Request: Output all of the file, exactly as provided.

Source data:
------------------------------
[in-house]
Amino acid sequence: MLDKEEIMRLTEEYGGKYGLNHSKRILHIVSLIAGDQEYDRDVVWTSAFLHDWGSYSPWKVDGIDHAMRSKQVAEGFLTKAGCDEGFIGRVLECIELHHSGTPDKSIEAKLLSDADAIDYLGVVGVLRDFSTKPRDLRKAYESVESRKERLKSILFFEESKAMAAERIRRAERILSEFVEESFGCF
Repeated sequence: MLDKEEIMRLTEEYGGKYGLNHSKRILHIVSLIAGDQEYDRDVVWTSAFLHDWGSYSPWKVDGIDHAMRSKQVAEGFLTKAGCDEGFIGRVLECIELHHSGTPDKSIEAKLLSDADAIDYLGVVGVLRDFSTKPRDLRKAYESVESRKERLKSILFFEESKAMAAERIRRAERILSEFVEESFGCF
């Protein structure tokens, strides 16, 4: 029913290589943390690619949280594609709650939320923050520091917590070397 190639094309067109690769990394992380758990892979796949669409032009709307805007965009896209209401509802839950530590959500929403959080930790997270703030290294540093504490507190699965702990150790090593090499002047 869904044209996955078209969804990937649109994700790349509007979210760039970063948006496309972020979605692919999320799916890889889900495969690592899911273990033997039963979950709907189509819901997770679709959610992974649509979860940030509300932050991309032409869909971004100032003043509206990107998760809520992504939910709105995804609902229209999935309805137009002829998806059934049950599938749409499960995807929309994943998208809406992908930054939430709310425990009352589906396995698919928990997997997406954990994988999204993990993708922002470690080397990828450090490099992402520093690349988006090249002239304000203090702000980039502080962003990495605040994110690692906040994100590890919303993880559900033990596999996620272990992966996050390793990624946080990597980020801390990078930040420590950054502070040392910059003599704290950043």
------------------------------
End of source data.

[in-house]
Amino acid sequence: MLDKEEIMRLTEEYGGKYGLNHSKRILHIVSLIAGDQEYDRDVVWTSAFLHDWGSYSPWKVDGIDHAMRSKQVAEGFLTKAGCDEGFIGRVLECIELHHSGTPDKSIEAKLLSDADAIDYLGVVGVLRDFSTKPRDLRKAYESVESRKERLKSILFFEESKAMAAERIRRAERILSEFVEESFGCF
Repeated sequence: MLDKEEIMRLTEEYGGKYGLNHSKRILHIVSLIAGDQEYDRDVVWTSAFLHDWGSYSPWKVDGIDHAMRSKQVAEGFLTKAGCDEGFIGRVLECIELHHSGTPDKSIEAKLLSDADAIDYLGVVGVLRDFSTKPRDLRKAYESVESRKERLKSILFFEESKAMAAERIRRAERILSEFVEESFGCF
């Protein structure tokens, strides 16, 4: 029913290589943390690619949280594609709650939320923050520091917590070397 190639094309067109690769990394992380758990892979796949669409032009709307805007965009896209209401509802839950530590959500929403959080930790997270703030290294540093504490507190699965702990150790090593090499002047 869904044209996955078209969804990937649109994700790349509007979210760039970063948006496309972020979605692919999320799916890889889900495969690592899911273990033997039963979950709907189509819901997770679709959610992974649509979860940030509300932050991309032409869909971004100032003043509206990107998760809520992504939910709105995804609902229209999935309805137009002829998806059934049950599938749409499960995807929309994943998208809406992908930054939430709310425990009352589906396995698919928990997997997406954990994988999204993990993708922002470690080397990828450090490099992402520093690349988006090249002239304000203090702000980039502080962003990495605040994110690692906040994100590890919303993880559900033990596999996620272990992966996050390793990624946080990597980020801390990078930040420590950054502070040392910059003599704290950043």